Be sure you have some flexible time to pick up your birds from the post office and be home the first day and night to watch them. I request all chicks be held at your Post Office for you to pick up. This is much easier on the chicks. Although the Post Office will give us a tracking number and expected arrival time, sometimes they do not arrive when expected.
Be sure to have your brooder area set up and heating source tested so that the birds can go straight into the brooder as soon as they arrive. If your brooder has a wire floor, you should place a few layers of paper towel on the floor to assure the chicks legs do not go through the wire.
Refrain from over handling or playing with the birds the first 24 hours.
Your chicks will be thirsty when they arrive in the mail. A taste of water right away will help them find more water soon. Dip the beak of each chick into the warm water before you turn your chicks loose.
Most baby chick loss is caused by the chick not starting to eat or drink due to them being too cold. This causes them to be lethargic.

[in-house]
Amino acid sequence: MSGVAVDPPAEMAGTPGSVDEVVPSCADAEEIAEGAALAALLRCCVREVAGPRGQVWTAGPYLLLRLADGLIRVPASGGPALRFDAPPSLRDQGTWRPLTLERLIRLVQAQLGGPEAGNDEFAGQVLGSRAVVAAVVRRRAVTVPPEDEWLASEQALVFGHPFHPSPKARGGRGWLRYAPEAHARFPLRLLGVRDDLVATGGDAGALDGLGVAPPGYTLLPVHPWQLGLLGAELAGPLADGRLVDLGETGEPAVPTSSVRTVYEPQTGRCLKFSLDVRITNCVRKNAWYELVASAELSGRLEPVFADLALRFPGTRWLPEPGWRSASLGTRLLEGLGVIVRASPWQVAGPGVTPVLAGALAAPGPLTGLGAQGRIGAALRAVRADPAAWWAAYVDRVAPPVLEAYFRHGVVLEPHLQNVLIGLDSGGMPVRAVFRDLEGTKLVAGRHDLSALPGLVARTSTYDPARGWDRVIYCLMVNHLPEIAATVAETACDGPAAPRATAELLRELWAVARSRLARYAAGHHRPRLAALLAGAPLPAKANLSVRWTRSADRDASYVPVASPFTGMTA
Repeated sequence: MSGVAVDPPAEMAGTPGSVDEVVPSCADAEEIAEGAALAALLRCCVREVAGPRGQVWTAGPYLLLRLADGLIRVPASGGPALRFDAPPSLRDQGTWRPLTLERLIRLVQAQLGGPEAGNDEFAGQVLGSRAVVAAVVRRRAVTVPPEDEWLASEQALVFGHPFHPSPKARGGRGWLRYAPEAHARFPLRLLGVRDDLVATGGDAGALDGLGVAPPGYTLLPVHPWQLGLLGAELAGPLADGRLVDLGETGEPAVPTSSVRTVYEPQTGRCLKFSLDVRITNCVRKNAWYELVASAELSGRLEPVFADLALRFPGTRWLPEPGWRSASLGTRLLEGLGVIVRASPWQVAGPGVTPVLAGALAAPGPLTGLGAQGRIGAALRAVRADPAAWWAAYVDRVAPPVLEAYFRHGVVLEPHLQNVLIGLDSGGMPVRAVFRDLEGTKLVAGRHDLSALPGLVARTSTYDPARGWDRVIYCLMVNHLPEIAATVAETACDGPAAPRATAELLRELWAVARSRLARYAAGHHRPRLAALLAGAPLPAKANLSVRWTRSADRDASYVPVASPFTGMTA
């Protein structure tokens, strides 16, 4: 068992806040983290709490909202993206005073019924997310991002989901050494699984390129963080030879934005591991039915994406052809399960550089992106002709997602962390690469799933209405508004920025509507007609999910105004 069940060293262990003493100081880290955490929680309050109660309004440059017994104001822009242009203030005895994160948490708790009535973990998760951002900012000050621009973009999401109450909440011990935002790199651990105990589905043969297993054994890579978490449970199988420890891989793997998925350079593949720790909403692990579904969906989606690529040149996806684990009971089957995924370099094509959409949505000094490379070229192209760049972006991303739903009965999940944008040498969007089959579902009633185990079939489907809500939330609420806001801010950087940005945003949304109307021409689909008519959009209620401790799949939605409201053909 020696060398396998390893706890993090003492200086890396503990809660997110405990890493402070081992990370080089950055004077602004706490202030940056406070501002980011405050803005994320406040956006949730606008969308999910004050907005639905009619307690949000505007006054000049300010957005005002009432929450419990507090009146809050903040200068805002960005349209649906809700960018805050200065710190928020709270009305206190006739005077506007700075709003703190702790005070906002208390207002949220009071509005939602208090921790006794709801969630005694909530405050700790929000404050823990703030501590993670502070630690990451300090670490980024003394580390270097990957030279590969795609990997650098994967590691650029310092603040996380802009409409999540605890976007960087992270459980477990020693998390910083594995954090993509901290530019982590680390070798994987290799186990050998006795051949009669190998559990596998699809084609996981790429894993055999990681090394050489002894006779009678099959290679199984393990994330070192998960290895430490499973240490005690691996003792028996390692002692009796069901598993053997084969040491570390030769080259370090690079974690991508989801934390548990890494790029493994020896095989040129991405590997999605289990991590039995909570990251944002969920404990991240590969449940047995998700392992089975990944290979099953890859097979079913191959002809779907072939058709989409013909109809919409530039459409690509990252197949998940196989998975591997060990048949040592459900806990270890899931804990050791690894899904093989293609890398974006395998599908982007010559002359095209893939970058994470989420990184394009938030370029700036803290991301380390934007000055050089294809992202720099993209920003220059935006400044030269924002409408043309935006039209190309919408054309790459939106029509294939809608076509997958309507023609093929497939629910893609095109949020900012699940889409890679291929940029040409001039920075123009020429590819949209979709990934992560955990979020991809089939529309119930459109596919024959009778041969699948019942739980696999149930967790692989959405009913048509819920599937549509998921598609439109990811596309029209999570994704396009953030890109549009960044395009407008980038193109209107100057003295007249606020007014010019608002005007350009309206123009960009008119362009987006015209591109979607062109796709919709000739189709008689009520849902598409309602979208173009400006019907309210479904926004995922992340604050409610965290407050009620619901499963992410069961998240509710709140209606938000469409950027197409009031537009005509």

It is recommend for the first day to have the drinking water at 98 degrees (or very warm) because the birds are small with little weight to them on arrival. They will drink a lot of water, which if too cool, can rapidly decrease their body temperature and put them into shock or make them sick.
You can add 1 teaspoon of sugar to 1 quart of very warm (98 degree) water and shake well. Use this mixture for the first 4 hours and then change back to regular very warm water.
The next 2 days the water should be warm and by the 3rd day it can be room temperature.
A small waterer is sufficient for 8 to 16 chicks. I use a quart to gallon jar in my brooders without an automatic watering system. It is recommended the water be changed daily.
NEVER LET YOUR CHICKS RUN OUT OF WATER.
After 4 weeks, increase to larger waterer, at least 3gallon for 10-20 chicks. If you prefer, you can introduce a nipple system.
Prevent water puddles around the waterer. Place waterer on low wire platform. Move waterer periodically to new locations to keep area dry so you can prevent bacteria from forming.
BROODER HEATING INSTRUCTIONS: